Agency Life: Everybody’s favourite target audience
by TJ Njozela (@tj_njozela) If you’ve ever wondered what it means to have diamonds crushed up in your face, you’re probably an older millennial. If you don’t even know the song that’s referenced, you’re probably a silent gen or baby boomer. If you’re thinking “I luh that song, no cap”, chances are you’re a gen Z. This whole generation shandies can be confusing, but it really helps brands talk to the right group to get them to cop their product (that means buy).
At the moment, pretty much urrbody’s tryna get into the millennial (aka gen Y) and gen Z (aka iGen, aka centennial, aka post-millennial) headspace. Being the two generations who have some spending power, on top of defining what is or isn’t cool, it’s a no-brainer. You gotta know what they’re into. Oviaas. But, more importantly, you gotta know why they’re into it. Here are a few common themes that’ll help you understand gen Ys and Zs a bit more.
Whooo shem. A lot of brands have been seeing flames because they were tryna be provocative but just ended up being offensive or controversial. Why? Because they don’t know how important identity is to mills and cents, and how misrepresentation is a big no-no. Whether it’s gender, race or social identity, you’ve got to understand that anybody who grew up with colour TVs or the internet don’t want to be told who they are, what they should or shouldn’t be, or even worse, how to behave.
These generations are intentional about how they choose to identify, whether they’re a racial minority or part of the LGBTI community. If you’re still thinking that kids these days are just weird and need to calm their farm, think again. Gone are the days when life goals were starting a family with two-and-a-half kids in a nice neighbourhood with a white picket fence, and a family holiday every year. There’s nothing wrong with any of that, if it’s what you want. Not everybody identifies with that, though. So, when you’re targeting millennials and centennials, you’ve got to always keep their passion points in mind.
Being the goat
Young bloods these days have a very different aspiration to everybody before them. Instead of aspiring to be whatever they want to be, or put their minds to, they wanna be GOATs. Not the rock-climbing, bleating kind that doesn’t need beard oils. They wanna be the greatest of all time. This doesn’t mean flood them with success stories, idealistic dreams of living the high life, or making them feel like, if they have product x, they’ve made it. Nope. Being a GOAT doesn’t mean being rich or famous (though neither of those would hurt). All it means is that they want everything they do, have, or engage with to be the best.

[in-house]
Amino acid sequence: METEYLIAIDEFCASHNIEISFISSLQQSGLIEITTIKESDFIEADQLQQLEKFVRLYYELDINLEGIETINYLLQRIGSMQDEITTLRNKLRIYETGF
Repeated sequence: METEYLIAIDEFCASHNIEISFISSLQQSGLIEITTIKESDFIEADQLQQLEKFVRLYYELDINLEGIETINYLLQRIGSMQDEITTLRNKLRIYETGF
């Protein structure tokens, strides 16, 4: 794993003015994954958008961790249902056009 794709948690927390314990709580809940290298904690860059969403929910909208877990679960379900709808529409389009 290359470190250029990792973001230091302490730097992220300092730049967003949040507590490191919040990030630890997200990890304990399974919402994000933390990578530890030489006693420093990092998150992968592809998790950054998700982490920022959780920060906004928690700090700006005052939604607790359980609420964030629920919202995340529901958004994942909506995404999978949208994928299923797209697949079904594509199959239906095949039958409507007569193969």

So, don’t try to sell them on how cool you are. Let them know what you’ve got to offer that no one else does. After all, if you have to say you’re cool, you probably aren’t. Harde.
Connectivity is life
We can blame gen X and baby boomers for this one. They live on the internet, smartphones, social media and the rest of that jazz. Now those same gens are the ones talking ’bout “You spend too much time on your phone” or “You’ve got to disconnect and experience real life”. But here’s the rub: for mills and cents, most of life is on the device. It’s how they connect with friends, family, current affairs, increasingly shop, and translate what Trevor really said at the Oscars.
Instead of trying to get them off their devices to engage with your products in other channels, get your product onto their devices and engage with them where they are. Unless, of course, you’ve discovered the perfect way to get tens of millions of people to change their lifestyle because of your product.
There’re a lot more nuances to gen z’khipani and I-don’t-give-a-damillennials (just made that up) that maybe understood with a bit more digging. Instead of just labelling them as 18–35-year-olds with a male/female skew, why not think of them as a fluid age group with an approach that’s gender non-binary? You don’t have to put that in your ‘target market’ slide, but thinking like that will help you to see ’ennials’ as collective individuals, which in turn will help to connect with them in a real way.
TJ Njozela (@tj_njozela) is a creative director at MetropolitanRepublic. With several years of experience in the advertising industry, he’s more than a writer; he is also a reader, a thinker, and an avid liker of things. He once walked from Joburg to Cape Town in 30 days to raise funds to buy wheelchairs for people in need. #30Days30Wheelchairs. TJ contributes the regular “Agency Life” column, in which he gives career advice for working within the advertising industry, to MarkLives.
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